THE ASAHI SHIMBUN
August 6, 2020 at 18:49 JST
An F-15 fighter jet at the U.S. Kadena Air Base in Okinawa Prefecture in April 2017 (Asahi Shimbun file photo)
A part fell off a U.S. F-15 fighter jet while it was flying over Okinawa Prefecture on Aug. 4, according to the Okinawa Defense Bureau.
The bureau on Aug. 5 said that the U.S. Kadena Air Base, which straddles Kadena and nearby areas in the prefecture, reported the incident to the bureau in the late afternoon on Aug. 4.
The air base informed the bureau that a part measuring about 18 centimeters and weighing some 3.6 kilograms dropped off the jet at around 10:30 a.m. while it passed over the main island of Okinawa or waters off the island.
The initial Aug. 4 report of the incident did not say which air base the jet belonged to, according to the bureau, but on Aug. 5 it learned the fighter was attached to the Kadena base.
Still, it was uncertain where the part landed.
The bureau said U.S. military authorities explained that the part landed “about 96 kilometers in the east-southeast of the Kadena Air Base if it fell on the sea and along National Road No. 58 if it fell on the island.”
The bureau notified the prefectural government and municipalities that host the base of the incident after receiving the report from U.S. military authorities.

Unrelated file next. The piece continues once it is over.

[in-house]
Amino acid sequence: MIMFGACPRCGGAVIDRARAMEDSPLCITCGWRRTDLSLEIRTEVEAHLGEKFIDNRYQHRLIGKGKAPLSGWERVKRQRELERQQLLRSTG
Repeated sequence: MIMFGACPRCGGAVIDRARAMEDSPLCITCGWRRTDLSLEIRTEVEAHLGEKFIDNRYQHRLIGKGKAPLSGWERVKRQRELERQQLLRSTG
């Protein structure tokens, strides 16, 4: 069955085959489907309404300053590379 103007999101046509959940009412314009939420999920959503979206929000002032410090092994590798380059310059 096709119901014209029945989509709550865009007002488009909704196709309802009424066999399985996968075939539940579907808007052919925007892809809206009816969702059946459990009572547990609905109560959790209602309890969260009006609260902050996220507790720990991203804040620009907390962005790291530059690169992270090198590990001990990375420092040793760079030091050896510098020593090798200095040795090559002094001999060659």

There have been numerous incidents of parts falling from U.S. military aircraft in the prefecture. In February, an FA-18 fighter jet from U.S. Marine Corps Air Station Iwakuni, Yamaguchi Prefecture, lost its cover on a fuel tank while flying over waters off the Kadena base.
The Asahi Shimbun aims “to achieve gender equality and empower all women and girls” through its Gender Equality Declaration.
Let’s explore the Japanese capital from the viewpoint of wheelchair users and people with disabilities with Barry Joshua Grisdale.
This special page portrays the dramatic arrest of Carlos Ghosn and the twists and turns that followed.
This special page reviews what the former Nissan Motor Co. chairman left during his 19 years in Japan.
Baseball star Ichiro Suzuki had much to say on March 21, 2019, the day he hung up his spikes.
This special page details how journalists uncovered shady transactions through Bermuda and other tax havens.